Chapin High student initiative helps feed local families in need
This time of year is known as a time for harvest and plenty. But for many, times are hard, and food to feed themselves and their families remains a struggle.
To help out, dozens of Chapin High School students representing 10 school clubs came together recently to gather food for those in need during the school’s annual “Trick-or-Canning!” event.
As a result, a total of 2,215 pounds of food was donated to the We Care Center, a nonprofit organization in Chapin that works with local families and individuals in the community, according to officials from the school and Lexington-Richland School District Five. The center serves those who are facing emergencies trying to meet their basic living needs.
“I think it is important for us as students to help those in need because often times in our regular school days, we don’t normally see it,” said Chapin High School student body president Morgan Weaver. “I am so proud of my school and their generosity. At Chapin High, we have so many opportunities to give back, including our Eagle Fest and we are very excited about our annual Holiday Giving assembly coming up where we’ll pick one organization and donate to them.”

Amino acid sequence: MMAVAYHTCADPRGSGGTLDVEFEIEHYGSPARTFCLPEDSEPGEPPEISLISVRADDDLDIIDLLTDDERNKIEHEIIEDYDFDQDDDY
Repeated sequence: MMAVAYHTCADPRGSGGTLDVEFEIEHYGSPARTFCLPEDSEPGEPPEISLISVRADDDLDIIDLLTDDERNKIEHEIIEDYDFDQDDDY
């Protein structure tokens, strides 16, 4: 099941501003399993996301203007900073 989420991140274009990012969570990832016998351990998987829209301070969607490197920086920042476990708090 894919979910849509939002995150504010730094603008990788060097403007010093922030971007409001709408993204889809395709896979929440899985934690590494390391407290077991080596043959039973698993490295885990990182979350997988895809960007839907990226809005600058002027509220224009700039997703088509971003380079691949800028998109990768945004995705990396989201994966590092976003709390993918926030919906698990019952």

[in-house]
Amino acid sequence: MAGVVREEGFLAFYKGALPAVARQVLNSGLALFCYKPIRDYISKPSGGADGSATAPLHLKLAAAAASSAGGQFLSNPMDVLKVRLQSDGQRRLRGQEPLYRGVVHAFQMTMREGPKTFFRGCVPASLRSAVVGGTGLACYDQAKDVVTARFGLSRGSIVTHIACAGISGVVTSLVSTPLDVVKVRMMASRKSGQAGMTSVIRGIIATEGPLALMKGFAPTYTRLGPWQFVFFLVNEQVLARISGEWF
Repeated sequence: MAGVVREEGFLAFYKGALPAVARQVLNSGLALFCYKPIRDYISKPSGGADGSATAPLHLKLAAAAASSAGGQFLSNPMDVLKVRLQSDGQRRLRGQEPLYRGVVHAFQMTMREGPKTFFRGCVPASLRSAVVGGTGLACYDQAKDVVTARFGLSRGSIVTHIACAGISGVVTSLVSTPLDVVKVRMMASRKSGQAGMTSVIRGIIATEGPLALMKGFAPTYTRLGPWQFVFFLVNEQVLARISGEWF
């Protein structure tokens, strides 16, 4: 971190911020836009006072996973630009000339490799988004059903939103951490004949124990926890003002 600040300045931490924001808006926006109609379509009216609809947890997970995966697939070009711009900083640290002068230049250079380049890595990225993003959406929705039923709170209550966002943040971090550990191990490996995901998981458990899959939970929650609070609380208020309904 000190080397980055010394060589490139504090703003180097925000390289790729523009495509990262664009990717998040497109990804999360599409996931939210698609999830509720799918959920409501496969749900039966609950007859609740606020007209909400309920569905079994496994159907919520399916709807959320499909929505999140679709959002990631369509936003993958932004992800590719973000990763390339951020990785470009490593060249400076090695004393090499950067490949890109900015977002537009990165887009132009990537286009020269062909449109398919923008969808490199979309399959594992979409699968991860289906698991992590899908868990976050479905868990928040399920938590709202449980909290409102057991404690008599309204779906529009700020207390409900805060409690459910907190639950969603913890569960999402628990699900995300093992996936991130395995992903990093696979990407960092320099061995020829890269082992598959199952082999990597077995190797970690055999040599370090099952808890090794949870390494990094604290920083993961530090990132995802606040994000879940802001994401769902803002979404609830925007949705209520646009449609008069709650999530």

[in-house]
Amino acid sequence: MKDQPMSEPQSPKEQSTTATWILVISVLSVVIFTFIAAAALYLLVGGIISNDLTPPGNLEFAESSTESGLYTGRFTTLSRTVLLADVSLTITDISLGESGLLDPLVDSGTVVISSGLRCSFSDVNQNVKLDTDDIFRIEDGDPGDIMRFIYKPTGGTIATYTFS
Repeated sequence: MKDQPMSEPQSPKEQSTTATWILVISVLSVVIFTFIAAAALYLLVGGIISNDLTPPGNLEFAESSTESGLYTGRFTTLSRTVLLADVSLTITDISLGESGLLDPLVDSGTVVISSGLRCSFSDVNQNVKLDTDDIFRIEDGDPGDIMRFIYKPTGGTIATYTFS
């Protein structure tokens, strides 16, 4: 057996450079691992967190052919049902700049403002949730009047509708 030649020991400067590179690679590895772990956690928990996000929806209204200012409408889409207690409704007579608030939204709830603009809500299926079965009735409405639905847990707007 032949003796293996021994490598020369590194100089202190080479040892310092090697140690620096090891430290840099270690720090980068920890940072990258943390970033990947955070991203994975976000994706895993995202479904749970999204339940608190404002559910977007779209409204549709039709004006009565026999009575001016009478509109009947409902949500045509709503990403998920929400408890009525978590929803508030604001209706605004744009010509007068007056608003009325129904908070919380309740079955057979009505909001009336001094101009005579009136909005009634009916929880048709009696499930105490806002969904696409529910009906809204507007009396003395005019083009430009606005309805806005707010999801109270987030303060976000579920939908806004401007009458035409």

To make the food drive even more exciting, the clubs turned it into a contest to see which organization could donate the most food.
ROTC/Interact took first place, donating 669 pounds of food, followed by the school’s Health Occupations Students of America chapter in second place with 300 pounds. Meantime, Junior Board edged out the school’s Key Club for third place with 252 pounds.
Alecia Klauk, executive director of the We Care Center, was in awe of this year’s turn out.
“We Care has long benefited from the productive partnership we enjoy with our schools and this year’s Trick-or-Canning was no exception,” she said. “The 2,215 pounds of food donated will greatly impact the near-100 clients we have been seeing every week. It was a joy to experience the students’ enthusiasm.”
Klauk said that as the night rolled on, she encouraged students to head home and return to finish processing the food the following day but was surprised by what happened next.
“Every one of the students stayed and worked until every can had found its proper place,” Klauk said. “I was so impressed, not only with the results of the drive, but the dedication of the students to work hard to see it through. We Care could not be more grateful to receive such a beautiful outpouring It was all treats, no tricks.”